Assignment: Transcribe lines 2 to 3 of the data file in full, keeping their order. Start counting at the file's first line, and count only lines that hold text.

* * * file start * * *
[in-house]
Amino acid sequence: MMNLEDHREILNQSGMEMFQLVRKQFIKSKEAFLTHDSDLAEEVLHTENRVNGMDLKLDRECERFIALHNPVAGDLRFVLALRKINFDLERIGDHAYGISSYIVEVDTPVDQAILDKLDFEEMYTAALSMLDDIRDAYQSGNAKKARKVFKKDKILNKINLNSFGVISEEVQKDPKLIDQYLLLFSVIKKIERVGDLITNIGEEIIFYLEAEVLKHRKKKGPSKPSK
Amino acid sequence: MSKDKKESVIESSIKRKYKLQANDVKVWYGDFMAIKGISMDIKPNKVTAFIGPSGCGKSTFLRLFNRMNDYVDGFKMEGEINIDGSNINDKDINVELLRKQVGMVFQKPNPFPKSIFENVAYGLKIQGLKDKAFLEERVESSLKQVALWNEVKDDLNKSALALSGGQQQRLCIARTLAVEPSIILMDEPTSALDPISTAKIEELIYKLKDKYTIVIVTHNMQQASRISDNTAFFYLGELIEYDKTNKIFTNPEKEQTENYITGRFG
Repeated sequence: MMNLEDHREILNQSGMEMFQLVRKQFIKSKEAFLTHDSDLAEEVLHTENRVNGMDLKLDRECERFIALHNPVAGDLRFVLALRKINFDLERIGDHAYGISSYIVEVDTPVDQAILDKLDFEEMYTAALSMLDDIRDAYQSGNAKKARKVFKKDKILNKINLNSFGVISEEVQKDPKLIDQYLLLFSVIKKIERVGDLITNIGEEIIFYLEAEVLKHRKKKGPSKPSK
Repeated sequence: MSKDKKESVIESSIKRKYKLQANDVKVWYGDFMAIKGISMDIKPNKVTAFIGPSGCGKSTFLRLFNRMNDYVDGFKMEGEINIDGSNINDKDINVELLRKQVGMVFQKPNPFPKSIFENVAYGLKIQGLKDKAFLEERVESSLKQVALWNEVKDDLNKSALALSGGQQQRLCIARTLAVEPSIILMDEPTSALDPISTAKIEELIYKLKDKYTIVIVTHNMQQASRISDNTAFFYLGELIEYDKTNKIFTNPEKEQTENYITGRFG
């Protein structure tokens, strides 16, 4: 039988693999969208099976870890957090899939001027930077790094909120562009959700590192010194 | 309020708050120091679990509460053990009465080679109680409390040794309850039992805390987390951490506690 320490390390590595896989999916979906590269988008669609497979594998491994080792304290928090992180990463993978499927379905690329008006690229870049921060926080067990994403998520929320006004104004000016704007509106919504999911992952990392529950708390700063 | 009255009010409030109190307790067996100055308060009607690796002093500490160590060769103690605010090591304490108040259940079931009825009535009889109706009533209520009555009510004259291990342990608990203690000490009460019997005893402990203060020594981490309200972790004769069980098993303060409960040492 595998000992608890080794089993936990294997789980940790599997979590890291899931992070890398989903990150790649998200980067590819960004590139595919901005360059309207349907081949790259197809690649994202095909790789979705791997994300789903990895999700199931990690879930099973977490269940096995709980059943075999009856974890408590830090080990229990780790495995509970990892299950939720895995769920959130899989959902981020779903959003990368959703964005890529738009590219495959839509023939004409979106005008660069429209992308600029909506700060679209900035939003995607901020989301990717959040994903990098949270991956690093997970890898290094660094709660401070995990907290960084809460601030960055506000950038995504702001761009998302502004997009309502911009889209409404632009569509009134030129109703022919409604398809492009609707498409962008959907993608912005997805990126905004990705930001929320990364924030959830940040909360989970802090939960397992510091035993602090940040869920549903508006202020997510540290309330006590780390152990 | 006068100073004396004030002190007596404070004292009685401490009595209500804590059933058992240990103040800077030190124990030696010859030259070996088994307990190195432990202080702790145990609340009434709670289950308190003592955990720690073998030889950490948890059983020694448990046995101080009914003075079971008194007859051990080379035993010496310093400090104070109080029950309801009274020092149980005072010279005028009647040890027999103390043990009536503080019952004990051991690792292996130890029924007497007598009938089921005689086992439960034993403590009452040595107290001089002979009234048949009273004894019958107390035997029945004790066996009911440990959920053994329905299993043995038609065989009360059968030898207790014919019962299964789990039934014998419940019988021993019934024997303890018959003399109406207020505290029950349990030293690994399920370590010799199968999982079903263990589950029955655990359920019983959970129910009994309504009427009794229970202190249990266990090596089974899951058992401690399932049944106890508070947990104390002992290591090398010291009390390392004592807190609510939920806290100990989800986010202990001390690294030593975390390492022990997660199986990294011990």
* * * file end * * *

Amino acid sequence: MMNLEDHREILNQSGMEMFQLVRKQFIKSKEAFLTHDSDLAEEVLHTENRVNGMDLKLDRECERFIALHNPVAGDLRFVLALRKINFDLERIGDHAYGISSYIVEVDTPVDQAILDKLDFEEMYTAALSMLDDIRDAYQSGNAKKARKVFKKDKILNKINLNSFGVISEEVQKDPKLIDQYLLLFSVIKKIERVGDLITNIGEEIIFYLEAEVLKHRKKKGPSKPSK
Amino acid sequence: MSKDKKESVIESSIKRKYKLQANDVKVWYGDFMAIKGISMDIKPNKVTAFIGPSGCGKSTFLRLFNRMNDYVDGFKMEGEINIDGSNINDKDINVELLRKQVGMVFQKPNPFPKSIFENVAYGLKIQGLKDKAFLEERVESSLKQVALWNEVKDDLNKSALALSGGQQQRLCIARTLAVEPSIILMDEPTSALDPISTAKIEELIYKLKDKYTIVIVTHNMQQASRISDNTAFFYLGELIEYDKTNKIFTNPEKEQTENYITGRFG